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Health officials warn about mumps outbreak in Utah

Vials of Priorix, Synflorix and Hexyon children's vaccines, which combat diseases incuding mealses, mumps, rubella and chicken pox, stand on February 26, 2015 in Berlin, Germany. (Photo by Sean Gallup/Getty Images)

SALT LAKE CITY — Utah state health officials are warning people who have not been vaccinated or who need a booster shot to get a Measles, Mumps and Rubella vaccination, in light of a growing number of mumps cases in central Utah.

State health officials say they have seen isolated infections in Salt Lake County and southwest Utah in addition to the central Utah cases.

Utah typically sees five cases of mumps in a typical year. This year, state health officials say they’ve seen 13.

Mumps in Utah

At a news conference at the Utah Department of Public Health today, Dr. Tamara Sheffield with Intermountain Healthcare worried the problem could get much worse.

“If we can’t contain those cases and keep them from exposing other individuals, we will see what’s happening in the rest of the country with measles where next week there’s another hundred [infected], then another hundred,” Sheffield said.

Currently, she said, there are no Utah cases of the measles. However, several neighboring states do have cases of the virus.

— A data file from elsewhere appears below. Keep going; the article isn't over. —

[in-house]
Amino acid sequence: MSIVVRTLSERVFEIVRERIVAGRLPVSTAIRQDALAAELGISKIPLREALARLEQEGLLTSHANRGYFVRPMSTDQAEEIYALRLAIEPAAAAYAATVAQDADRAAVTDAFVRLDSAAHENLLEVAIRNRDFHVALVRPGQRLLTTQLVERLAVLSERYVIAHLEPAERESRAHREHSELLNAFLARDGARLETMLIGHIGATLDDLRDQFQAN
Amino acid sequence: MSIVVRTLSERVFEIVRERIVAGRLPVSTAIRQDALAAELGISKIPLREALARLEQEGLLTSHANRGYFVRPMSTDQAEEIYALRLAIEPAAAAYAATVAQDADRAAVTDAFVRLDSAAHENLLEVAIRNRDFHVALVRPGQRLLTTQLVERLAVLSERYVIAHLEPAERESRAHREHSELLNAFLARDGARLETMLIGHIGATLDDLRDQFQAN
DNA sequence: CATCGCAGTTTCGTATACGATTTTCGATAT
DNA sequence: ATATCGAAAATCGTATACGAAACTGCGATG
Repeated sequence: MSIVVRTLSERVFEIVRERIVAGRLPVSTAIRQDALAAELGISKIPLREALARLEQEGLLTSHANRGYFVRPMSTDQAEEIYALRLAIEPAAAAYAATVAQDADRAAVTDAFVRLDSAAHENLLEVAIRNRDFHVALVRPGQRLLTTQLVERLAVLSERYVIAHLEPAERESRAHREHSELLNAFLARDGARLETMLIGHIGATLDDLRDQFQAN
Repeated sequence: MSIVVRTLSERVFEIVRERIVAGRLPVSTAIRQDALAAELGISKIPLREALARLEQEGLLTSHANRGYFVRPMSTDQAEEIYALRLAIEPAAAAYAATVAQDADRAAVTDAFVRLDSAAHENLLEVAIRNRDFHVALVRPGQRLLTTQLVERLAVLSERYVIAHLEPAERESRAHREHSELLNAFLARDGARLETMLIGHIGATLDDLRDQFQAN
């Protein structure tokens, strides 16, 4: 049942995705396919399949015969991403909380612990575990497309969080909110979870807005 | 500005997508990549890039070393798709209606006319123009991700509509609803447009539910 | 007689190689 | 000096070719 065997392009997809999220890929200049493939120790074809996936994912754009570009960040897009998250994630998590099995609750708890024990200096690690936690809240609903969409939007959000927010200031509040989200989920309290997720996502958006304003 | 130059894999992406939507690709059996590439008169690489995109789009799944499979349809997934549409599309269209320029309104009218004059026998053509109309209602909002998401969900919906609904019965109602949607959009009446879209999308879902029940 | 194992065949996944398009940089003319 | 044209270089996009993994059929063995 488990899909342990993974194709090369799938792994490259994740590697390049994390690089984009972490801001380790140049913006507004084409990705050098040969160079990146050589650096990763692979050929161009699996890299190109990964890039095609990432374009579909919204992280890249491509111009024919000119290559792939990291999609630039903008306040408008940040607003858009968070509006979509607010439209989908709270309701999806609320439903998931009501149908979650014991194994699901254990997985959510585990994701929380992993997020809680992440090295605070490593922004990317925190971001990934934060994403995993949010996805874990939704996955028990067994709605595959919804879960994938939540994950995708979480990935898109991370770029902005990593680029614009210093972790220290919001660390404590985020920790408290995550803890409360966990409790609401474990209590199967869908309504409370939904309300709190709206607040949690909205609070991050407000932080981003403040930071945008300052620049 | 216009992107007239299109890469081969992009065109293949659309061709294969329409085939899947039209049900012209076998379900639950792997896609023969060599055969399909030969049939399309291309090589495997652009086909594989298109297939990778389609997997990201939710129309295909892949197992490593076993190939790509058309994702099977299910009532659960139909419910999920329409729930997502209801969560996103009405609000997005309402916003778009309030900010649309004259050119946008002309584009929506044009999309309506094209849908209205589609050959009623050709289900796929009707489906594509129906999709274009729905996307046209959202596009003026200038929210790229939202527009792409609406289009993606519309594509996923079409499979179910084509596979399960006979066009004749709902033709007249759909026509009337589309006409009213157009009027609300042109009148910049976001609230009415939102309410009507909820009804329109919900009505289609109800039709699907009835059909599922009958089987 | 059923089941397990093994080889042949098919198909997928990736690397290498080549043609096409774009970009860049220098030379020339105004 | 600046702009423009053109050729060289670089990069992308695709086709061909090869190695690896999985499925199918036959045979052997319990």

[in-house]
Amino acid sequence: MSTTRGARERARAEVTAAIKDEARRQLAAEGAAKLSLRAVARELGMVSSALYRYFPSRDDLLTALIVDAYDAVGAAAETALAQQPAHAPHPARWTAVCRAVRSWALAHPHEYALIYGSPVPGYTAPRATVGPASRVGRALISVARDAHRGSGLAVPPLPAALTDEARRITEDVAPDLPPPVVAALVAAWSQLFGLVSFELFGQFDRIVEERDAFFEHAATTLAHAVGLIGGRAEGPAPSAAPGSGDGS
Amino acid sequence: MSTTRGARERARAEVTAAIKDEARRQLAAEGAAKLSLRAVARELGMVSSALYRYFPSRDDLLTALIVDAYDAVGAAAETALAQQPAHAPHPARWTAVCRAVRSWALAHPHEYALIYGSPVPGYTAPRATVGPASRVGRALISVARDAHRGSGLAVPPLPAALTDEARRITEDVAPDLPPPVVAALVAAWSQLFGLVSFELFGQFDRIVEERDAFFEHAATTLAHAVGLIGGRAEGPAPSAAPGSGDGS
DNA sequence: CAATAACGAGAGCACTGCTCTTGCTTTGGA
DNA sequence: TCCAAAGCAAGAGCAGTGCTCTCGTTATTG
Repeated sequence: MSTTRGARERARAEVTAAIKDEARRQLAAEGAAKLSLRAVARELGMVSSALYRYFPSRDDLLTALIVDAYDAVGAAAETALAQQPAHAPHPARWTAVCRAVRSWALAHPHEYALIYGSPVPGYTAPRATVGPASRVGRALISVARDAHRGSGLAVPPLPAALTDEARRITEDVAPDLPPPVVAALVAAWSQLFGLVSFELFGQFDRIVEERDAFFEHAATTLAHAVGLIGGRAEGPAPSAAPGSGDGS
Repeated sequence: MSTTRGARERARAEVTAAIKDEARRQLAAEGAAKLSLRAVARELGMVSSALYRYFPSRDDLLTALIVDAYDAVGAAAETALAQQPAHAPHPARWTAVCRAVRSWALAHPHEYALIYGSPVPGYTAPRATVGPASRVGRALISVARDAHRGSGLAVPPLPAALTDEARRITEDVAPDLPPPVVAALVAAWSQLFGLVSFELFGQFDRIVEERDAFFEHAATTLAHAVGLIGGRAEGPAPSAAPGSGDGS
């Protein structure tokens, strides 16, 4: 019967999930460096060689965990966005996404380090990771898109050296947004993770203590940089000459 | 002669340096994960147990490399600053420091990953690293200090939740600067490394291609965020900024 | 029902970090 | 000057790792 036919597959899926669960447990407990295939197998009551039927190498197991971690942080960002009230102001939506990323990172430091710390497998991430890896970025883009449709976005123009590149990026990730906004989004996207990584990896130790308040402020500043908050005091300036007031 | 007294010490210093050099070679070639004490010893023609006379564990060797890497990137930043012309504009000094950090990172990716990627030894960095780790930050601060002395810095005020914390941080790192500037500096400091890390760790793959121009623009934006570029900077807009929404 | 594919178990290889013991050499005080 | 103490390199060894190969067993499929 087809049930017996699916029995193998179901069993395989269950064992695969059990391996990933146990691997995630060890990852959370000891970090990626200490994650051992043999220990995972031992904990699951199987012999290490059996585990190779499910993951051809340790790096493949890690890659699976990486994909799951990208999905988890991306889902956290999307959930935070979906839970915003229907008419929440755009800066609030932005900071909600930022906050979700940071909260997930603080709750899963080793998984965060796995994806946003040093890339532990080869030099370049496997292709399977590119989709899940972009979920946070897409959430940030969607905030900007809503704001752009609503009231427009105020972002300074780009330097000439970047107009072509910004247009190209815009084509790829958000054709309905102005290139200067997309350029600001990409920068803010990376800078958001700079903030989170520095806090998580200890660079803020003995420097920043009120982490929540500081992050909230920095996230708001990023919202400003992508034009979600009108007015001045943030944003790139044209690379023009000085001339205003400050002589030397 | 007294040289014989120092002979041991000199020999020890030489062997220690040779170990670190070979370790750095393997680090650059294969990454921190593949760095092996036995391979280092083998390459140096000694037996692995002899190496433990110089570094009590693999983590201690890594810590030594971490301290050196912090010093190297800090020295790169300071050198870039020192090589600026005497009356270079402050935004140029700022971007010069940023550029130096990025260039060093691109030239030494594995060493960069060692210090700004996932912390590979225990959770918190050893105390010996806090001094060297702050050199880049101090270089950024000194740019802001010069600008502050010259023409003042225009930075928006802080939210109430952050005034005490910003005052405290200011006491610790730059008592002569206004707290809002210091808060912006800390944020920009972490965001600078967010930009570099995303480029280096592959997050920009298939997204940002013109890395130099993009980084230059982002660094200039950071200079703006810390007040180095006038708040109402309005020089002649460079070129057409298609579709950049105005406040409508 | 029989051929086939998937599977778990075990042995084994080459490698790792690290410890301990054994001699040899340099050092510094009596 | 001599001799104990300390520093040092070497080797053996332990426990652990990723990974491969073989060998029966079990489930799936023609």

Sheffield says even a small outbreak of any infectious disease costs the state hundreds of thousands of dollars to contain.

Viral misinformation

Former Utah state epidemiologist Dr. Allyn Nakashima thinks more and more people are not getting vaccinated because of misinformation on social media.

“This may be one of the reasons why there’s so many parents out there who think that vaccines might have side effects or might be concerned that these are not very safe,” Nakashima said.

The health department also encouraged adults with compromised immune systems to ask their doctor about getting a second shot.

What is recommended?

The Centers for Disease Control recommends children get one dose of the MMR vaccine between 12 and 15 months, then a second dose between ages 4 and 6. The CDC also recommends people who are going to be traveling internationally and do not have evidence of immunity get two doses of the vaccine, separated by 28 days.